Luc photo Anouk NATHAN

Who has never dreamed of travelling?
Who has never dreamed of choosing a country to visit, meeting new people and experiencing the daily life of other cultures?
Who has never dreamed, upon returning, of sharing these treasures through contact with big-story viewers in cultural centres interested in and avid for such knowledge?
In short, I am addressing you, my readers, who are keen to discover different temperatures and new smells under foreign skies, according to your own personal sensitivities. You are ready to travel, but not without a certain amount of forethought. I wish to explain here how I made the most of my own trips by the use of film.


My life and travels
My name is Luc Giard. I was born in Boulogne-sur-Mer in France in 1945. Before going into photography, the cinema and conferences in French-speaking communities I studied advertising and communications at Art School in Calais and Lille in France. Latin America occupied 18 years of my life as a reporter. I started to share my reports with slide shows in cultural centres and schools using two slide presentations :
- Peru (Inca survival 1974) and Ecuador (The Golden Ring, 1977)

Award and International Tours
The most important part of this phase was my trip to Mexico. For this trip I used a 16mm camera, as photography did not enable me to communicate movement. Living for six months in a Tarahumaras Indian community in western Sierra Madre in Mexico (with my wife and two-year-old daughter) enabled me to make this film. It was awarded the Grand Prix at the Royan travel film festival in 1981

From 1986 onwards I presented my work on Connaissance du Monde in France, to Grands Cinéastes lecturers in 18 African countries, on Grands Explorateurs in Quebec and on Exploration du Monde in Belgium.
During this time, four trips to Brazil enabled me to make a new film, 'La Folie Grandeur Nature' ('Life - Size Extravaganza')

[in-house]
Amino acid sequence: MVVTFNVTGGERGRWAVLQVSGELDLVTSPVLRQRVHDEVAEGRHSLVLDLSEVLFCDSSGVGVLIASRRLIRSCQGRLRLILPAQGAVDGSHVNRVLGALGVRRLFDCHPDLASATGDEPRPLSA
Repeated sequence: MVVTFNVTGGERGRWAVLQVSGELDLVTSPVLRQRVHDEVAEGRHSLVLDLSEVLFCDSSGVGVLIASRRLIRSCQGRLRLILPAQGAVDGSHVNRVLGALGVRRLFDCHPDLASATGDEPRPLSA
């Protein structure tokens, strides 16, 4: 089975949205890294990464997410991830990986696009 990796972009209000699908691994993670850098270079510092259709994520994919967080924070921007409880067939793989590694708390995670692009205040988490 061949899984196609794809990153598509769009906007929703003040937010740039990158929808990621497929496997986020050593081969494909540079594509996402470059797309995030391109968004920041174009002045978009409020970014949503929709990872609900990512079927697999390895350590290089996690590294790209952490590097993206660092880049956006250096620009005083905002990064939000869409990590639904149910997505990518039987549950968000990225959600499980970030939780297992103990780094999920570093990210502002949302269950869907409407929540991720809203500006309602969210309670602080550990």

Following this, thirty or so trips to England resulted in another film 'Lumières sur l'Angleterre' ('Lights over England') which is currently programmed in France.

When I concentrate on a country, I look for what makes it most different from neighbouring countries and can be found nowhere else. Reading, meetings and several visits permit this approach.

A different Angle
Faraway countries may be very exotic but this fact does not belittle reports on neighbouring countries. When I had the occasion to start work on England it seemed the ideal opportunity for an all-round deepening of my research. Close up, everything seemed familiar, but I found it interesting to see this very familiarity from a different angle.
The familiar allows reflection on our daily life. The commentary is not descriptive but rather a mirror reflecting each individual personality.

It takes time

My task consists of crossing the country, immersing myself in its culture and observing and capturing the elements that best express its character. To make an 80-minute film I need to film about 10 hours during trips of varying lengths over four or five years. I travel by camper van in order to be as close as possible to my subject at the right moment. I usually work alone, as patience is the operative word. Opportunity and chance, and especially light, are my working partners, but I do have time on my side.

In today's world, modern work 'administrators' would not be able to proceed in this way. Information is processed instantly. Million-dollar television crews travel the world to produce rapidly-edited reports in time for the Evening News Bulletin, often covering only one subject, usually out of context.

A Real 'One-man-Show'
In my reports I try to capture the essence of the country as a whole. When I present my film I have two hours to win over my audience. As well as personally choosing images and sounds, I also write the script. The strength of the film lies in this unity. I am the author and creator of the work from beginning to end, even on stage where I present the film in person !

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